• IMA sites
  • IMAJ services
  • IMA journals
  • Follow us
  • Alternate Text Alternate Text
עמוד בית
Thu, 18.07.24

Search results


December 2023
Niv Soffair MD, Eran Shostak MD, Ovadia Dagan MD, Orit Manor-Shulman MD, Yael Feinstein MD, Gabriel Amir MD, Georgy Frenkel MD, Amichai Rotstein MD, Merav Dvir-Orgad MD, Einat Birk MD, Joanne Yacobovich MD, Ofer Schiller MD

Background: Ventricular assist devices (VADs) play a critical and increasing role in treating end-stage heart failure in pediatric patients. A growing number of patients are supported by VADs as a bridge to heart transplantation. Experience with VADs in the pediatric population is limited, and experience in Israel has not been published.

Objectives: To describe this life-saving technology and our experience with VAD implantation in children with heart failure, including characteristics and outcomes.

Methods: We conducted a retrospective chart review of all patients who underwent VAD implantation at Schneider Children's Medical Center from 2018 to 2023.

Results: We analyzed results of 15 children who underwent VAD implantation. The youngest was 2.5 years old and weighed 11 kg at implantation. In eight patients, HeartMate 3, a continuous-flow device, was implanted. Seven patients received Berlin Heart, a pulsatile-flow device. Three children required biventricular support; 11 underwent heart transplants after a median duration of 169 days. Two patients died due to complications while awaiting a transplant; two were still on VAD support at the time of submission of this article. Successful VAD support was achieved in 86.6% of patients. In the last 5 years,79%  of our heart transplant patients received VAD support prior to transplant.

Conclusions: Circulatory assist devices are an excellent bridge to transplantation for pediatric patients reaching end-stage heart failure. VADs should be carefully selected, and implantation techniques tailored to patient's weight and diagnosis at a centralized pediatric cardiac transplantation center. Israeli healthcare providers should be cognizant of this therapeutic alternative.

November 2016
Gabriel Amir MD PhD, Georgy Frenkel MD, Elchanan Bruckheimer MD, Alexander Lowenthal MD, Amichay Rotstein MD, Jacob Katz MD, Yelena Zeitlin MD, Ofer Schiller MD and Einat Birk MD

Background: neonatal cardiac surgery has evolved over the last 50 years with a large percentage of the patients achieving complete physiological repair in the neonatal period. The remaining patients achieve staged palliation with an increasing amount of success.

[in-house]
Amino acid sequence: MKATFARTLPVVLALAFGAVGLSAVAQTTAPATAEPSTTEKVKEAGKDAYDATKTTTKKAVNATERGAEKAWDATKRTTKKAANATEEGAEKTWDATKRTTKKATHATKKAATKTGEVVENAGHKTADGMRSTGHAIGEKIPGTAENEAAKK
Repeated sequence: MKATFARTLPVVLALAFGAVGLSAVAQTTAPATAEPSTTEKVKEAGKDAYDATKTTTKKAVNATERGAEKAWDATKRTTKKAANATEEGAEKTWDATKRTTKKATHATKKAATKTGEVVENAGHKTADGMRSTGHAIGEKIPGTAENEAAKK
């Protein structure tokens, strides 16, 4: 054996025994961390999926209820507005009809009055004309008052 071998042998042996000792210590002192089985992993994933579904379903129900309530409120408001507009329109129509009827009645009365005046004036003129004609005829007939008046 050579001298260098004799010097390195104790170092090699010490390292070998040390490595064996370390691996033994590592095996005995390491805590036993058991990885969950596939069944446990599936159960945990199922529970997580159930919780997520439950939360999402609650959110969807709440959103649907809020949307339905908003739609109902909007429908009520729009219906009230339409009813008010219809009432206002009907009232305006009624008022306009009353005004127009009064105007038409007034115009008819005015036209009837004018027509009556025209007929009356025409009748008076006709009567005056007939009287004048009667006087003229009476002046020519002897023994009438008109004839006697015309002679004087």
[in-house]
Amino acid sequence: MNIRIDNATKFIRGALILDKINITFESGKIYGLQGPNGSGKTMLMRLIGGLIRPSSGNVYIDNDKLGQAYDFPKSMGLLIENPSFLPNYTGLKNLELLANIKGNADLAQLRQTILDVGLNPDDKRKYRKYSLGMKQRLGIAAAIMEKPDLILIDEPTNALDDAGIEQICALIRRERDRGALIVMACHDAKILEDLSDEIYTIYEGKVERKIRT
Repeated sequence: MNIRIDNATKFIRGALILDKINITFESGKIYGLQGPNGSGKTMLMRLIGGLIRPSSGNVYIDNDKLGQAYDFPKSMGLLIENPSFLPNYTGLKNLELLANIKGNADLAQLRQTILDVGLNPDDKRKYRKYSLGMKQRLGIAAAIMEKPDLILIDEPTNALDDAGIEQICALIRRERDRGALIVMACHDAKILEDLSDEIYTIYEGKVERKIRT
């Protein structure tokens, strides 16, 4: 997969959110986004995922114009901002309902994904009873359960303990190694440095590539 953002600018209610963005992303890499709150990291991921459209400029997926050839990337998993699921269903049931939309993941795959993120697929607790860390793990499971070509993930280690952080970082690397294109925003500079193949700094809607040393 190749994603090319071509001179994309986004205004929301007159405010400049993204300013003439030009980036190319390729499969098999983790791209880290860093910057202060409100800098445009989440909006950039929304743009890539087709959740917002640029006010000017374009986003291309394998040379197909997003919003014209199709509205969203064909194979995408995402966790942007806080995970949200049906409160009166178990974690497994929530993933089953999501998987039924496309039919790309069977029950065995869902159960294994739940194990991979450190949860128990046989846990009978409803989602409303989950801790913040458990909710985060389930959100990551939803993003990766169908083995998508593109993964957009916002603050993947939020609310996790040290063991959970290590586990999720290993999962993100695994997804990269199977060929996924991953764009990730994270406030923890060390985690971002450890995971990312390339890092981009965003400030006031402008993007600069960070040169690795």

Objectives: To report our experience with 1000 neonatal cardiac surgical procedures performed in the last 10 years.

Methods: We conducted a retrospective analysis of surgical outcome in all neonatal patients who underwent cardiac surgery between January 2007 and July 2016 at Schneider Children's Medical Center of Israel.

Results: A total of 1003 neonates aged < 30 days underwent surgery for congenital heart defects at our center. Neonatal surgery accounted for 22.5% of all cardiac surgeries. Neonatal operative mortality was 7.3%, Operative mortality for individual lesions were: simple aortic coarctation (CoA) (198 patients, 2.5%), CoA with hypoplastic arch (24, 4%), CoA with ventricular septal defect (VSD) (84, 2.3%), transposition of the great arteries (TGA, simple and complex, 185, 6.3%), TGA with VSD (37, 0%), truncus arteriosus (26, 3.8%), interrupted aortic arch (25, 4%), Norwood Sano (71, 19.7%), neonatal tetralogy of Fallot (41, 0%), and shunt (131 patients, 12%).

Conclusions: Neonatal surgical capabilities have improved substantially over the last decades. Excellent results can be expected for lesions that can be repaired to create biventricular circulation. Improved results can be attributed in part to the evolution of surgical strategies and assistive technologies, but essential is the collaborative effort of surgeons, cardiologists, anesthesiologists, and intensive care specialists acting as a cohesive team whose performance far exceeds the sum of its individual members’ contributions. 

 

April 2001
Legal Disclaimer: The information contained in this website is provided for informational purposes only, and should not be construed as legal or medical advice on any matter.
The IMA is not responsible for and expressly disclaims liability for damages of any kind arising from the use of or reliance on information contained within the site.
© All rights to information on this site are reserved and are the property of the Israeli Medical Association. Privacy policy

2 Twin Towers, 35 Jabotinsky, POB 4292, Ramat Gan 5251108 Israel